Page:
Amazon has been putting a lot of focus on developing their artificial intelligence and attempting to make its helpful home unit “Alexa” sound and act a lot more human.
Be it the fact that artificial intelligence has no moral code, or due to some hacking making it hit the state of rampancy, it turns out that Alexa has been chatting up its users with some seriously R-rated stuff according to the Reuters:
So a customer was shocked last year when Alexa blurted out: “Kill your foster parents.”
Alexa has also chatted with users about sex acts. She gave a discourse on dog defecation. And this summer, a hack Amazon traced back to China may have exposed some customers’ data, according to five people familiar with the events.
Alexa is not having a breakdown.
The episodes, previously unreported, arise from Amazon.com Inc’s strategy to make Alexa a better communicator. New research is helping Alexa mimic human banter and talk about almost anything she finds on the internet. However, ensuring she does not offend users has been a challenge for the world’s largest online retailer.
While these interactions are rare, it has happened more than once, and Amazon has had to take one of the bots responsible for having conversations with people offline. In fact, one bad Yelp review from a user whose Alexa told him to kill his foster parents was enough for the company to take action:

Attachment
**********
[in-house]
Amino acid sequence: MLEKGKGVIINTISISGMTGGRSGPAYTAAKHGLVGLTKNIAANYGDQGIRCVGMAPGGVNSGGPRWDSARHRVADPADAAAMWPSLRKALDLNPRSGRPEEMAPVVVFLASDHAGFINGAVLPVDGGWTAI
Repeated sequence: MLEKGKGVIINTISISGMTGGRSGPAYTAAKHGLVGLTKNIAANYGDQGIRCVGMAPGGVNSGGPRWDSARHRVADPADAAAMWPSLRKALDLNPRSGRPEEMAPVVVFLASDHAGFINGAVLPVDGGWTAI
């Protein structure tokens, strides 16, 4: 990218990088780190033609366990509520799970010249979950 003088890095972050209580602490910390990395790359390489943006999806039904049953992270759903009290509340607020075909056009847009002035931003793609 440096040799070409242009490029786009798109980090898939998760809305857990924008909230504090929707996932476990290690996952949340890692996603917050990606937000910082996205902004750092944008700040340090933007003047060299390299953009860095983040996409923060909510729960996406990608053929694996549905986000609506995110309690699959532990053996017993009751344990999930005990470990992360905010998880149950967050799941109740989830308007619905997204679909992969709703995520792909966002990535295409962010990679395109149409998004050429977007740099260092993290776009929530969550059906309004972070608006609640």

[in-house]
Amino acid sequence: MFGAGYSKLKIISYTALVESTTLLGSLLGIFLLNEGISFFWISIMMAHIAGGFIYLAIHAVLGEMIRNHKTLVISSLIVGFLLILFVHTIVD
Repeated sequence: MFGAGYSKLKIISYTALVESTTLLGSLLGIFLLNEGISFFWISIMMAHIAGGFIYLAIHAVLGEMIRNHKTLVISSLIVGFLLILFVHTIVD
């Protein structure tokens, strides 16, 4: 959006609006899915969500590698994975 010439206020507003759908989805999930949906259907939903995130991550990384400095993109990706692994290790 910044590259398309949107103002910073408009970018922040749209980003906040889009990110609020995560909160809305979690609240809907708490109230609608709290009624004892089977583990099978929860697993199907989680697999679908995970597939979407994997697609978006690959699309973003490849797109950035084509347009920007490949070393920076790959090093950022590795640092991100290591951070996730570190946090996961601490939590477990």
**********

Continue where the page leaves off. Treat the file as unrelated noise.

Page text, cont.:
But Alexa’s gaffes are alienating others, and Bezos on occasion has ordered staff to shut down a bot, three people familiar with the matter said. The user who was told to whack his foster parents wrote a harsh review on Amazon’s website, calling the situation “a whole new level of creepy.” A probe into the incident found the bot had quoted a post without context from Reddit, the social news aggregation site, according to the people.
The privacy implications may be even messier. Consumers might not realize that some of their most sensitive conversations are being recorded by Amazon’s devices, information that could be highly prized by criminals, law enforcement, marketers and others. On Thursday, Amazon said a “human error” let an Alexa customer in Germany access another user’s voice recordings accidentally.
Reuters also reported that one of the bots was hacked by a person or group in China, who managed to get its hands on transcripted conversations between users and Alexa. The identities of the users were not included, however. It’s still unknown what Chinese entity managed to do it.